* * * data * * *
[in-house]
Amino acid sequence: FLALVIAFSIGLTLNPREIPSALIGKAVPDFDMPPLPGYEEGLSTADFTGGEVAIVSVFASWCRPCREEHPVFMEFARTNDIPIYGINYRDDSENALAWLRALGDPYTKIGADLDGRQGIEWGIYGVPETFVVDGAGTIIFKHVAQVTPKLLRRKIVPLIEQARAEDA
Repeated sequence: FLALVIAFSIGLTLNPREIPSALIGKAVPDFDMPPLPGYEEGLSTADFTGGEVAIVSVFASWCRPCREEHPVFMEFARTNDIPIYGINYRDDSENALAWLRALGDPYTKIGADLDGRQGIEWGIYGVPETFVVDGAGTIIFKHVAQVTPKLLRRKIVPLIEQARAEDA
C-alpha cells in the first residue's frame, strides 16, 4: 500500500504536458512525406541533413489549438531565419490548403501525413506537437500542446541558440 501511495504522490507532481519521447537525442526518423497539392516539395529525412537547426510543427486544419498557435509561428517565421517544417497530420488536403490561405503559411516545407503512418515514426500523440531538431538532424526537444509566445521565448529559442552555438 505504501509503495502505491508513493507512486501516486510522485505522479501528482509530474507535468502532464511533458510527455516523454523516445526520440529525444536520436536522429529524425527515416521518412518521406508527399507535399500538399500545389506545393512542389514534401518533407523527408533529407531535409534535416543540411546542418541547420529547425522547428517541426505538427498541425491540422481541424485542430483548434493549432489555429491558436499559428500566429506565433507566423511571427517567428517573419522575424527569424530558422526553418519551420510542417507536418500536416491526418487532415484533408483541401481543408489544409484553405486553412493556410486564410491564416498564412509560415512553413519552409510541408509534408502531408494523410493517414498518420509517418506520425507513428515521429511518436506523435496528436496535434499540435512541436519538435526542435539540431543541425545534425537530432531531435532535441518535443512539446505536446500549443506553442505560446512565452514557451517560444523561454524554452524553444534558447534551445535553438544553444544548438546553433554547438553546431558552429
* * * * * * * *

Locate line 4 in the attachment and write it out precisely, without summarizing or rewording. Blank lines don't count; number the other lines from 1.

C-alpha cells in the first residue's frame, strides 16, 4: 500500500504536458512525406541533413489549438531565419490548403501525413506537437500542446541558440 501511495504522490507532481519521447537525442526518423497539392516539395529525412537547426510543427486544419498557435509561428517565421517544417497530420488536403490561405503559411516545407503512418515514426500523440531538431538532424526537444509566445521565448529559442552555438 505504501509503495502505491508513493507512486501516486510522485505522479501528482509530474507535468502532464511533458510527455516523454523516445526520440529525444536520436536522429529524425527515416521518412518521406508527399507535399500538399500545389506545393512542389514534401518533407523527408533529407531535409534535416543540411546542418541547420529547425522547428517541426505538427498541425491540422481541424485542430483548434493549432489555429491558436499559428500566429506565433507566423511571427517567428517573419522575424527569424530558422526553418519551420510542417507536418500536416491526418487532415484533408483541401481543408489544409484553405486553412493556410486564410491564416498564412509560415512553413519552409510541408509534408502531408494523410493517414498518420509517418506520425507513428515521429511518436506523435496528436496535434499540435512541436519538435526542435539540431543541425545534425537530432531531435532535441518535443512539446505536446500549443506553442505560446512565452514557451517560444523561454524554452524553444534558447534551445535553438544553444544548438546553433554547438553546431558552429